SNL's Andrew Garfield Episode: 5 Best Scenes

Bobby Moynihan as Donald Sterling; cameos by Kiefer Sutherland, Emma Stone, and Chris Martin; the wrath of the BeyHive, and more...

A game and enthusiastic Andrew Garfield presided over a mostly strong episode, in which Kiefer Sutherland, Coldplay's Chris Martin, and Garfield's Spider-Man 2 costar and real-life girlfriend Emma Stone made cameos. Musical guest Coldplay performed "Magic" and "Sky Full of Stars."

Some highlights...

Cold open—L.A. Clippers owner Donald Sterling (Bobby Moynihan) outlines plans to repair his relationship with the black community, and gets votes of confidence from Dennis Rodman (Jay Pharoah) and outgoing NAACP president Leon Jenkins.


The Beygency—Andrew Garfield dares to speak ill of Beyoncé...and pays the price. (As do Jack Bauer and Chloe O'Brian.)


New SNL writer Leslie Jones drops by Weekend Update to discuss black standards of beauty and the selection of Lupita Nyong'o as People magazine's most beautiful woman.


Family Feud, Celebrity Edition—with Andrew Garfield as Justin Timberlake, Kate McKinnon as Shakira, Kenan Thompson as host Steve Harvey, and Taran Killam as Russell Crowe (demonstrating his "singing" from Les Misérables...)


Andrew Garfield and Emma Stone attempt a love scene for Spider-Man 2, with help from Coldplay's Chris Martin.


Also: Russian villager Olya Povlatsky (Kate McKinnon) returns to Weekend Update to discuss the crisis in Ukraine and Full House reruns...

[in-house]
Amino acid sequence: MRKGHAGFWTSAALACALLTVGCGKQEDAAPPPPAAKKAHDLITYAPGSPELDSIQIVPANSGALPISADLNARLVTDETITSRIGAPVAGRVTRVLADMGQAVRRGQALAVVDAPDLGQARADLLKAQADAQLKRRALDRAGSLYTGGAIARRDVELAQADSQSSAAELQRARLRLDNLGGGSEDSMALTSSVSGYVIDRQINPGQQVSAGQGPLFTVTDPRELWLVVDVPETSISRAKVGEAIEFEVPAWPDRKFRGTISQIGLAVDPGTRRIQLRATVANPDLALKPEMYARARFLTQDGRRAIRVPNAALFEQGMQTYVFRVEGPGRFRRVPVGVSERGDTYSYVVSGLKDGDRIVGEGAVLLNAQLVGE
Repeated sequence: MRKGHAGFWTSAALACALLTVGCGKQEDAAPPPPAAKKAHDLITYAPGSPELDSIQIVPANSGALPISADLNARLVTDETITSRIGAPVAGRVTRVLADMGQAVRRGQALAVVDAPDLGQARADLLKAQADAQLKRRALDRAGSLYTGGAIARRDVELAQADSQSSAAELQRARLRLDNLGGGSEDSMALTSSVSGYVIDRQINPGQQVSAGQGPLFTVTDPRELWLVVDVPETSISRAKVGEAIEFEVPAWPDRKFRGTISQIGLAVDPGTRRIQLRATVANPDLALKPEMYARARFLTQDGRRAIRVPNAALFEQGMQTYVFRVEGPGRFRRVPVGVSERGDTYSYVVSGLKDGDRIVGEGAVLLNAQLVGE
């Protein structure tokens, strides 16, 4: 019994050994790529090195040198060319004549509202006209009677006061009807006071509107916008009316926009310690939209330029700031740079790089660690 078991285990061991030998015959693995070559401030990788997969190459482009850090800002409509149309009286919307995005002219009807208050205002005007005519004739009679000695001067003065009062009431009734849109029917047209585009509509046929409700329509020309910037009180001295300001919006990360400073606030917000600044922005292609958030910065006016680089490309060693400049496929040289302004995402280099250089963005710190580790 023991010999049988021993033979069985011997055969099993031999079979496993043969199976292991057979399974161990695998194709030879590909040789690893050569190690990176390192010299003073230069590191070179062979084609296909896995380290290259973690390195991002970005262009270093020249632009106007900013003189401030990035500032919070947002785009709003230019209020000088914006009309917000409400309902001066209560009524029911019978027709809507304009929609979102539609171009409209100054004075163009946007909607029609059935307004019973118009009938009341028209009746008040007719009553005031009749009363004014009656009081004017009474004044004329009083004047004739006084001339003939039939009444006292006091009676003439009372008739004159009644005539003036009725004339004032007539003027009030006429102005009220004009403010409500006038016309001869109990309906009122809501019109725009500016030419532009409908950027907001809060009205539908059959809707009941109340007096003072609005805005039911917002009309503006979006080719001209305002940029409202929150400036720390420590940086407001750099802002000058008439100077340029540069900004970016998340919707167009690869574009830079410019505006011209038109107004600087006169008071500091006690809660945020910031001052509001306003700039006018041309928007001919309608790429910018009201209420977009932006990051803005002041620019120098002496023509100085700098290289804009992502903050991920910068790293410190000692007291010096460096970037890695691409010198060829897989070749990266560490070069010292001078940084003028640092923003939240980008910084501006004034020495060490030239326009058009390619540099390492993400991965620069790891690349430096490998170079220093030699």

NEXT, on May 10: Charlize Theron, with musical guest The Black Keys.

Presented by

Sage Stossel is a contributing editor at The Atlantic and draws the cartoon feature "Sage, Ink." She is author/illustrator of the graphic novel Starling, and of the children's books  On the Loose in Boston and On the Loose in Washington, DC. More

On Election Day in 1996, launched a weekly editorial cartoon feature drawn by Sage Stossel and named (aptly enough) "Sage, Ink." Since then, Stossel's whimsical work has been featured by the New York Times Week in Review, CNN Headline News, Cartoon Arts International/The New York Times Syndicate, The Boston Globe, Nieman Reports, Editorial Humor, The Provincetown Banner (for which she received a 2009 New England Press Association Award), and elsewhere. Her work has also been included in Best Editorial Cartoons of the Year, (2005, 2006, 2009, and 2010 editions) and Attack of the Political Cartoonists. Her children's book, On the Loose in Boston, was published in June 2009.

Sage Stossel grew up in a suburb of Boston and attended Harvard University, where she majored in English and American Literature and Languages and did a weekly cartoon strip about college life, called "Jody," for the Harvard Crimson. From 2004 to 2007, she served as Books Editor of the Radcliffe Quarterly

After college she took what was intended to be a temporary summer position securing electronic rights to articles from The Atlantic's archive for use online. Intrigued by The Atlantic's rich history and the creative possibilities in helping to launch a digital edition of the magazine on the Web, she soon joined The Atlantic full time. As the site's former executive editor, she was involved in everything from contributing reviews, author interviews, and illustrations, to hosting message boards and producing a digital edition of The Atlantic for the Web.

Stossel lives in Cambridge, Massachusetts.

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